Why I Write
I started writing stories when I was young. My mom has file folders packed with elementary school essays and journaling pages.
I liked writing stories because I could control the ending (or, the whole thing really).
I especially liked writing the kinds of stories that have no problems, no misunderstandings, and no climax — just happy, happy, happy from beginning to end.
Which is why my stories were boring as hell.
I understand that our most challenging moments, and the big feelings that follow, are required for Real Life. I understand that’s what makes the good moments even better.
I understand, intellectually.
But I also find it deeply annoying, particularly when I’m inside the hard times. And right now, I am.
Like many of you I’ve been swimming upstream for most of the last few years.
My anxiety (or, my “dragons” as my kids like to say) reared its head in February 2021, and it’s been a bumpy ride since. I was accepted to graduate school, and then I dropped out. We decided to have a third baby, and then I lost the pregnancy.
There’s been sickness, and broken friendships, and big feelings I don’t know what to do with.
(Thank god for my therapist, and my husband, and my personal commitment to sacred practice. But still. It’s been a long year.)
For the last several weeks especially I’ve been inside this hole of anxiety that says: “You have to control everything.
You have to make the scary parts go away, and you do that by controlling what happens next.”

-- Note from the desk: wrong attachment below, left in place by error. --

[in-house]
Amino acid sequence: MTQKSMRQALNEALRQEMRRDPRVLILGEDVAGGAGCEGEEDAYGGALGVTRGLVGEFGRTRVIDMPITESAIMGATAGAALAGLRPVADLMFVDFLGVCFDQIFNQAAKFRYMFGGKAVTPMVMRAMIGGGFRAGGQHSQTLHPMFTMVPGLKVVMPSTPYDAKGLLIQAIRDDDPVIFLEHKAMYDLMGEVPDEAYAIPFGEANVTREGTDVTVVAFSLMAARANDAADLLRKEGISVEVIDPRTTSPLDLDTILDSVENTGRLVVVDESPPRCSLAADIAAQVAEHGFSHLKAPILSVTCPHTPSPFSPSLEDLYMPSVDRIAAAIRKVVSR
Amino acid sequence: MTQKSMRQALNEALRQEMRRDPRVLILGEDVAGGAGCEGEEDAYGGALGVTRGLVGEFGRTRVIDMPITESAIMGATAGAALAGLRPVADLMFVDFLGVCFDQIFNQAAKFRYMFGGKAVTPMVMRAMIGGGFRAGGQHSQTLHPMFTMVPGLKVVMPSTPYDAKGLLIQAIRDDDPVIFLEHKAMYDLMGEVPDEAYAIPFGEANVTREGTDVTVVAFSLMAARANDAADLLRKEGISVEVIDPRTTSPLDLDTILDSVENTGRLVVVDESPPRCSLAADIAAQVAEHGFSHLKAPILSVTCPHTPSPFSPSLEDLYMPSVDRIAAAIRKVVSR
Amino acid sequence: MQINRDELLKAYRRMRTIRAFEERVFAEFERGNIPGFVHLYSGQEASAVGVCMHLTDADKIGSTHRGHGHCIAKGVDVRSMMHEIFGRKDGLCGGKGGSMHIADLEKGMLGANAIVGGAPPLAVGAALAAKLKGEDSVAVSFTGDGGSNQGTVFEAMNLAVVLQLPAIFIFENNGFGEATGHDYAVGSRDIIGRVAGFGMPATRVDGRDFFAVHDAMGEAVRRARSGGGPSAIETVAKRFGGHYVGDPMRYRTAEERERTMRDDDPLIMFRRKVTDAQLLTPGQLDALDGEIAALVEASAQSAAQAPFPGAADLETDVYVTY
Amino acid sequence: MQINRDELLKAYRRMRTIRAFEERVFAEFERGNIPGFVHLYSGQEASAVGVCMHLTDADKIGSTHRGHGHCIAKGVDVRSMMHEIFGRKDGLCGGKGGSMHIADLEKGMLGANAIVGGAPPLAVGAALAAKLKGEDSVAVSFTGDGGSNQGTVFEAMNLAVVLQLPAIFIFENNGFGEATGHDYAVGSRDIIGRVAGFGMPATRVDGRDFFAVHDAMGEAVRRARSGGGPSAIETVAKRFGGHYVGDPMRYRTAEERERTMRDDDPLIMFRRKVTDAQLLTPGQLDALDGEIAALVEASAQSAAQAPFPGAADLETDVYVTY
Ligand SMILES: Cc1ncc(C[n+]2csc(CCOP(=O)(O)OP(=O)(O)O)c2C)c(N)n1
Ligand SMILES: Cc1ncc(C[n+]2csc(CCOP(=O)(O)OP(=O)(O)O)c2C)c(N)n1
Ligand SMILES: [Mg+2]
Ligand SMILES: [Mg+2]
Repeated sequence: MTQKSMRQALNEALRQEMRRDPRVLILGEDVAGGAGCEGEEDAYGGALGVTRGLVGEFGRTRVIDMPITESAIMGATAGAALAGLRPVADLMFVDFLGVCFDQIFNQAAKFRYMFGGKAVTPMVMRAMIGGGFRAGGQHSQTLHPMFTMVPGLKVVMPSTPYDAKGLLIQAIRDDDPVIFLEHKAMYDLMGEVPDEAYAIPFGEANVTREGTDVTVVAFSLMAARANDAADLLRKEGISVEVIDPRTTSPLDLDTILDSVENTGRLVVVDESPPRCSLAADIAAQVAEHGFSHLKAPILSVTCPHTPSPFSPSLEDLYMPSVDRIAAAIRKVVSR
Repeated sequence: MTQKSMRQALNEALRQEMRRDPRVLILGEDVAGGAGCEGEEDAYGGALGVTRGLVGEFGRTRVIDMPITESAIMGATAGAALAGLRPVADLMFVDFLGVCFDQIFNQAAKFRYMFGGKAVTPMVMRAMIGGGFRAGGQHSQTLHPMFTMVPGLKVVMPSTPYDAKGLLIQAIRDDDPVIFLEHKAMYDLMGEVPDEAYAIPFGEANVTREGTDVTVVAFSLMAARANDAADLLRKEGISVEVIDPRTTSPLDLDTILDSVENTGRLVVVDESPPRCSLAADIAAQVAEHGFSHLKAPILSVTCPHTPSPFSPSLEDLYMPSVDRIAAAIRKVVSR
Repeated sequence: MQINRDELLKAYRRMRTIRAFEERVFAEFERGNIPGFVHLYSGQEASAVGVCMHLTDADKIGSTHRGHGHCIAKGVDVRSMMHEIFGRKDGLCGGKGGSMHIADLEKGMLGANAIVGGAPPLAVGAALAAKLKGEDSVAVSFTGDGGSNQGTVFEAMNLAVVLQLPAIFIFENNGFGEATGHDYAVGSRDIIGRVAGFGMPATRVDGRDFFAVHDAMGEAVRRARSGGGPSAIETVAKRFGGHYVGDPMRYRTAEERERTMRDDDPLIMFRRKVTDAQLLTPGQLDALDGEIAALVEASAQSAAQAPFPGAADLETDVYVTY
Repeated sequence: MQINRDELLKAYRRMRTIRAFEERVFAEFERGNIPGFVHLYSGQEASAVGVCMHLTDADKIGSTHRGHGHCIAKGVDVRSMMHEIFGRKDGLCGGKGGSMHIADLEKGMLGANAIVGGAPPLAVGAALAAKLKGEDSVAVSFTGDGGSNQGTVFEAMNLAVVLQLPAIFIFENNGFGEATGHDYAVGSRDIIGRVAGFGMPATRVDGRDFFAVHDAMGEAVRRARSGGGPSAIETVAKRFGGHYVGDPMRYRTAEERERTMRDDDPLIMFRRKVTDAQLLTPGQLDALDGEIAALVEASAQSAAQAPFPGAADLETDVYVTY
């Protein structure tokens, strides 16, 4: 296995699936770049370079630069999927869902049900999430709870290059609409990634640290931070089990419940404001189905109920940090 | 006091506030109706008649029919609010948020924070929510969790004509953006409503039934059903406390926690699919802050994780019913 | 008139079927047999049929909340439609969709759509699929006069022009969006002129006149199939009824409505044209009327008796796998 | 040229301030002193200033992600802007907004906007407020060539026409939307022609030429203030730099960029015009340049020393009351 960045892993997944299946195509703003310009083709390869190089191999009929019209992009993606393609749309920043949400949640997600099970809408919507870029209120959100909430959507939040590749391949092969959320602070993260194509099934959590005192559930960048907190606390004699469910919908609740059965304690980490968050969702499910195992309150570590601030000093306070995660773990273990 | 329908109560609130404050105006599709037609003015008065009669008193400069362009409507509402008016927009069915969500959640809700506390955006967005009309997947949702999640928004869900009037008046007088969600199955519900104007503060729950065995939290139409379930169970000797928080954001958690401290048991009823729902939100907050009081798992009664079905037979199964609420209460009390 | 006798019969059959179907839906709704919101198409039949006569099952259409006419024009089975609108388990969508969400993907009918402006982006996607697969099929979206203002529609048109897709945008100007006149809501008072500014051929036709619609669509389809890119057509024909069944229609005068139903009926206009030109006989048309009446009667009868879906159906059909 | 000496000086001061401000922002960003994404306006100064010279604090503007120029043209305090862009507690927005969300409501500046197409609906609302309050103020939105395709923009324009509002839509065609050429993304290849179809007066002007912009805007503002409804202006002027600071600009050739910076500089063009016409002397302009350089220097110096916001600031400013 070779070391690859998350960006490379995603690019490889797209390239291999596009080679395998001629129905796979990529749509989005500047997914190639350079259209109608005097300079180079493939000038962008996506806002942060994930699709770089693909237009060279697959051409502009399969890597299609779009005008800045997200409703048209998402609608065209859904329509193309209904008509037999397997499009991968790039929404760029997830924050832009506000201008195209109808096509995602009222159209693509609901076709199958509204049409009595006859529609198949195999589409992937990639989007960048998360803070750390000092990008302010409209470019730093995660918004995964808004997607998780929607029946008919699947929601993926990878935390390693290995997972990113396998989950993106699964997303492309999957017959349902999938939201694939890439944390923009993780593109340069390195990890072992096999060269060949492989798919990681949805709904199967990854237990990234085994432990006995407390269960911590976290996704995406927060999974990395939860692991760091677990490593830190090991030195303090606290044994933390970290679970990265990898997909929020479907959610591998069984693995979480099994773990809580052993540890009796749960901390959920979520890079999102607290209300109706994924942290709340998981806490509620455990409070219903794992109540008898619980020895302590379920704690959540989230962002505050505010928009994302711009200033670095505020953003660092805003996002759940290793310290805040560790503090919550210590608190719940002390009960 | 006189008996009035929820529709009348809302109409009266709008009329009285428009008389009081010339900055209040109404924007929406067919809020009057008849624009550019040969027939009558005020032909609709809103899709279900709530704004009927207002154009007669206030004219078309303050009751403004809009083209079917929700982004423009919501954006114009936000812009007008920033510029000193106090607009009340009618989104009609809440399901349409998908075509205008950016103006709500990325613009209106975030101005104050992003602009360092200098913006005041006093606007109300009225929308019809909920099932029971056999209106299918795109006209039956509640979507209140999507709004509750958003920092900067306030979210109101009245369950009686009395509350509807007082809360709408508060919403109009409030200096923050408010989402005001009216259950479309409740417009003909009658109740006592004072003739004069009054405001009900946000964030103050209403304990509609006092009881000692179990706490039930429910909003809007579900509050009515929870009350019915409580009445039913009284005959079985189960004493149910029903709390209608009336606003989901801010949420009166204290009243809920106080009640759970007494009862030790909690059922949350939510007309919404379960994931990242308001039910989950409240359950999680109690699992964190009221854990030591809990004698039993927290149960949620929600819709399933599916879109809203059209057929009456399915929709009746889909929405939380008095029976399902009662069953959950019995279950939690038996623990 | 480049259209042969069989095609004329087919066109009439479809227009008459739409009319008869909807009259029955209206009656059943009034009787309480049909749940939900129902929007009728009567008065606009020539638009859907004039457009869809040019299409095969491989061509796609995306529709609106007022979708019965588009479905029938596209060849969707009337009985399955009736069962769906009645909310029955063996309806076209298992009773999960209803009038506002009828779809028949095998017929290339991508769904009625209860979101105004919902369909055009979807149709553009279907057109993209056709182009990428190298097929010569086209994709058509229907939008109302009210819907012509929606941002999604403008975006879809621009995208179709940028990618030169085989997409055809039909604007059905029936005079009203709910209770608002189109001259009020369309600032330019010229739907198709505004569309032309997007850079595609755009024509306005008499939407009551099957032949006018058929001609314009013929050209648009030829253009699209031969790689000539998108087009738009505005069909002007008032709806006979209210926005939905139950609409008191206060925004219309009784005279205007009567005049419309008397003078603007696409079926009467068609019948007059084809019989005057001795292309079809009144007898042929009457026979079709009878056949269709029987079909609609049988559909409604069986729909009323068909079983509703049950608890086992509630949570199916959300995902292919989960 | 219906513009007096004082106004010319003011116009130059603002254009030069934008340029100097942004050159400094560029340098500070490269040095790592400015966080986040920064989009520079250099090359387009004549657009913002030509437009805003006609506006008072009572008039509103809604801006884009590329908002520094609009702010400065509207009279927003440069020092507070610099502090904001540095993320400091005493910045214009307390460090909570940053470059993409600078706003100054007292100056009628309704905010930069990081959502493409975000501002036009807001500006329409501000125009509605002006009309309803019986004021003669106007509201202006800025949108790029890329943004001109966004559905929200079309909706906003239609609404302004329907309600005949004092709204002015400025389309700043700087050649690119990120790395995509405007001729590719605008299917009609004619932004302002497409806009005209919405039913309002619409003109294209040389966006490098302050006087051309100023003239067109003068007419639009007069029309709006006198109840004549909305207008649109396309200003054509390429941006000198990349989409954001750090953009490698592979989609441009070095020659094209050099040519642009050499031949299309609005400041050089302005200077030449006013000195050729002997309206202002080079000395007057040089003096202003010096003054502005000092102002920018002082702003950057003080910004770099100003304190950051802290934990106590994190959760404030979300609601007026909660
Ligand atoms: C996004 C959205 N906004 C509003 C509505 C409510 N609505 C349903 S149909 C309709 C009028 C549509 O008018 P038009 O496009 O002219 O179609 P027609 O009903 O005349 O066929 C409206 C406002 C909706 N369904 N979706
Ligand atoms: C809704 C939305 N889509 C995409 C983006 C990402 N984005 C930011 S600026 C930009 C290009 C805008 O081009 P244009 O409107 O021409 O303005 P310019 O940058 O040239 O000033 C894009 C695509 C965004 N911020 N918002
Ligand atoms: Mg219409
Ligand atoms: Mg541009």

And as we all know by now, controlling everything (or anything) is impossible — and any attempt to make it reality only prolongs the hard moments of suffering.
I know this, intellectually.
But my body in its Wholeness is not only intellectual: my physical body needs a physical reminder that it’s safe, my mental body needs a mental reminder that it’s okay to rest, and my spiritual body needs a loving reminder that it’s important here, too (and not forgotten or ignored).
So, today I leave you with a few practices I’ve found helpful lately — this is a series of “Self-Compassion Breaks” by Dr. Kristin Neff. (I particularly enjoy the Tender Self-Compassion Break, the General Self-Compassion Break, and the Loving-Kindness Meditation.)
And some good news:
I no longer write stories full of happy beginnings, middles, and ends.
I just write.
I write not to control the story, but to tell mine from within and around the good and hard moments.
I write to process what’s happening, to move through big feelings, to tell the whole story as it relates to my life (which often allows me to relate to the whole story as it relates to your life).
I hope that’s what keeps us both connected — to ourselves, to each other, to the earth, to the collective.
xx, alycia buenger
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